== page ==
Thursday, 16 December 2010

Cutting EMA (Education Maintenance Allowance) Will Widen the Deficit

By Michael Burke

The Institute for Fiscal Studies (IFS) has issued a devastating critique of the Tory-dominated coalition’s decision to abolish the Education Maintenance Allowance (EMA), the grant of up to £30 per week to help 16-19 year olds from poorer families stay in further education. This decision was devised n Conservative Central Office, with David Cameron refusing to give any assurances that the EMA would be kept as far back as November.

The IFS had already examined the impact of the pilot studies for the EMA, which showed a significant increase in further education participation among students from poorer families - and that the response was disproportionately higher still among women and students from black and ethnic minority communities.

On average, participation rates increased from 65% to 69% of 16 year olds and from 54% to 61% for 17 year olds, the latter representing an increase of almost 13% in total participation. In terms of education quality, UCAS points increased on average by four points for all students where EMA was first piloted.

This educational improvement reduces the incidence of unemployment and increases incomes over a working lifetime. SEB has previously highlighted OECD analysis which shows the very large benefits to public finances arising from higher educational attainment.

The take-up of EMA has steadily risen from 430,000 in 2005 to 576,000 in 2009, by which time 67% of those surveyed said they would not have continued with their course without EMA and with 61% going on to further education because of it.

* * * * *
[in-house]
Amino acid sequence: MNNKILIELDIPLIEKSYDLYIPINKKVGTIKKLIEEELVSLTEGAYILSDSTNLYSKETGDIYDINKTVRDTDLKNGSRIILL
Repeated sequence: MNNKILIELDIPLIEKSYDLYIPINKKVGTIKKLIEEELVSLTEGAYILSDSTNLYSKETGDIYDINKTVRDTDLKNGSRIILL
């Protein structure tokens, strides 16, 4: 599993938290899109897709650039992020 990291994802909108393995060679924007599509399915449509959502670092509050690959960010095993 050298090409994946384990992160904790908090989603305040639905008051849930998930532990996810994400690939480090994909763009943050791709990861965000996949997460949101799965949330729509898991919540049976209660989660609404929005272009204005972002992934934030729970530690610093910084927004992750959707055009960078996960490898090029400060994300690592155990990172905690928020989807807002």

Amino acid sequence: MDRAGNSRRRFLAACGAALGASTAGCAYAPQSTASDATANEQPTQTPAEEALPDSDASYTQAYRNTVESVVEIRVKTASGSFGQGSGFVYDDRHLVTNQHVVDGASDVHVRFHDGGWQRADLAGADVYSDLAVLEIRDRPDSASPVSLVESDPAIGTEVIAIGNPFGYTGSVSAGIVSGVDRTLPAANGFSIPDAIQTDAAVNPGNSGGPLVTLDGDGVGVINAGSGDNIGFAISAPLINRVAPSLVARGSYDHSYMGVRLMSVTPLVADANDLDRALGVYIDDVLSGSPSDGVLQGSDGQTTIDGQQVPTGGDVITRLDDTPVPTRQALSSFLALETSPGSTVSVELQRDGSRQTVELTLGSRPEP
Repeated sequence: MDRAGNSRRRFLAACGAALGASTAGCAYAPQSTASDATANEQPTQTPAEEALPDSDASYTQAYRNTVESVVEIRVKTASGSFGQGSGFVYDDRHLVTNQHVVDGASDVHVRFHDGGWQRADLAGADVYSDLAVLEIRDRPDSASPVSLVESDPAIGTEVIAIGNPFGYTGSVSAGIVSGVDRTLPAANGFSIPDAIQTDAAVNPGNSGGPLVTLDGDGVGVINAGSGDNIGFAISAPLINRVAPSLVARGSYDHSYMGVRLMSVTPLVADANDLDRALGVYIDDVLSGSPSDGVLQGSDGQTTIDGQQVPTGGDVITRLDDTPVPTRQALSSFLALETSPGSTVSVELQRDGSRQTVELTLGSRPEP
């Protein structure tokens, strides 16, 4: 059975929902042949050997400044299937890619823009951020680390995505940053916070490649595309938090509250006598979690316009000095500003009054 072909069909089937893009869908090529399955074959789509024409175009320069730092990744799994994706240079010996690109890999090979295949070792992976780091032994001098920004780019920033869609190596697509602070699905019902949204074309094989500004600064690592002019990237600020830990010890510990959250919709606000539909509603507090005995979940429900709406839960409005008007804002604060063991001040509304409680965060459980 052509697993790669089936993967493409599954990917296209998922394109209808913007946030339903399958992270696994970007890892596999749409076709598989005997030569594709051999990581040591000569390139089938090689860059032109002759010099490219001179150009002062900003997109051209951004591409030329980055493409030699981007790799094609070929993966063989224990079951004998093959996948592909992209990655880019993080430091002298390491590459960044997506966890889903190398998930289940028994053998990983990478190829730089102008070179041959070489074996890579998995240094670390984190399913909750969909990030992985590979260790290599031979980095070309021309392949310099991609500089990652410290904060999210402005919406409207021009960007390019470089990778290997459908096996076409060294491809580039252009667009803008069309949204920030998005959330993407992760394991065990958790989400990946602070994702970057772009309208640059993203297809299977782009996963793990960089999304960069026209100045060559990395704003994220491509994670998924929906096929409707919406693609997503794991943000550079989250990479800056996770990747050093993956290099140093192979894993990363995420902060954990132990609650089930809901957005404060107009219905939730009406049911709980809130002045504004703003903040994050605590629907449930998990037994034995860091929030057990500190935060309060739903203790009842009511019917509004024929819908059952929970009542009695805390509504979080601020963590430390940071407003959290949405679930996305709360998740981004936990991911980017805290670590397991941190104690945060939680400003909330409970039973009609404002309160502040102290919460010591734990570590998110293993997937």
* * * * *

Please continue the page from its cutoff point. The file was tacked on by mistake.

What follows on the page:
In the last Financial Year the government spent £530mn on EMA. The investment returns to public finances are such that the taxes from less than 1.4% of those eligible are required to complete higher education (university or equivalent) to pay for the entire scheme. Alternatively, at current rates, all EMA recipients would need to be spared an average of less than 3 months on jobseekers’ allowance alone throughout their entire working life to pay for the scheme. Government finances also benefit from all those in between whose higher pay yields higher income and consumption taxes. Clearly, greater investment in EMA would help to reduce the deficit.

This is all known to the government - much of the information is quoted from a House of Commons Briefing 1. Government policy is not about deficit-reduction at all. The reduction in education participation will hit the poor, women and black and ethnic minority communities the hardest. However, its effect will to enlarge a surplus pool of labour, forced to take lower-paid jobs. Employers will be able to access bright but untrained workers for much lower rates of pay. It is this that Marx called the ‘reserve army of labour’ whose function is to depress wages and thereby boost profits.

The aim of government policy is not to restore government finances at all, but to increase the rate of profit.

Sources

1. House of Commons Library, EMA Statistics, (SNSG/5778), 14 December 2010

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